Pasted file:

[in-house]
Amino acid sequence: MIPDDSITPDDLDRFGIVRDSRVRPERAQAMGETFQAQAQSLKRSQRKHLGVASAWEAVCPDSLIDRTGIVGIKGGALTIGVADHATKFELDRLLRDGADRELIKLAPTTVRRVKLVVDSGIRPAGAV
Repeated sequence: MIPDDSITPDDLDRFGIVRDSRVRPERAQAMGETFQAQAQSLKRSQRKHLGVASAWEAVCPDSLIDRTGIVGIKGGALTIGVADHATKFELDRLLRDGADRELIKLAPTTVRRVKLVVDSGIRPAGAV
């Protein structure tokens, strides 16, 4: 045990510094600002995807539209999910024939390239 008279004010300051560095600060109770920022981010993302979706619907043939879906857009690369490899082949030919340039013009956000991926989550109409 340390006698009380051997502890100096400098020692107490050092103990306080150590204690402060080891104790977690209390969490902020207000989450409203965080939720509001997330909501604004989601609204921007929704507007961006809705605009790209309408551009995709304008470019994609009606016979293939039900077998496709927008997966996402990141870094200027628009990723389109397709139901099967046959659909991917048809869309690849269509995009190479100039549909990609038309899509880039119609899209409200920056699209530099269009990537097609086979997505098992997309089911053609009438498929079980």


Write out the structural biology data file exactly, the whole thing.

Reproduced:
[in-house]
Amino acid sequence: MIPDDSITPDDLDRFGIVRDSRVRPERAQAMGETFQAQAQSLKRSQRKHLGVASAWEAVCPDSLIDRTGIVGIKGGALTIGVADHATKFELDRLLRDGADRELIKLAPTTVRRVKLVVDSGIRPAGAV
Repeated sequence: MIPDDSITPDDLDRFGIVRDSRVRPERAQAMGETFQAQAQSLKRSQRKHLGVASAWEAVCPDSLIDRTGIVGIKGGALTIGVADHATKFELDRLLRDGADRELIKLAPTTVRRVKLVVDSGIRPAGAV
């Protein structure tokens, strides 16, 4: 045990510094600002995807539209999910024939390239 008279004010300051560095600060109770920022981010993302979706619907043939879906857009690369490899082949030919340039013009956000991926989550109409 340390006698009380051997502890100096400098020692107490050092103990306080150590204690402060080891104790977690209390969490902020207000989450409203965080939720509001997330909501604004989601609204921007929704507007961006809705605009790209309408551009995709304008470019994609009606016979293939039900077998496709927008997966996402990141870094200027628009990723389109397709139901099967046959659909991917048809869309690849269509995009190479100039549909990609038309899509880039119609899209409200920056699209530099269009990537097609086979997505098992997309089911053609009438498929079980």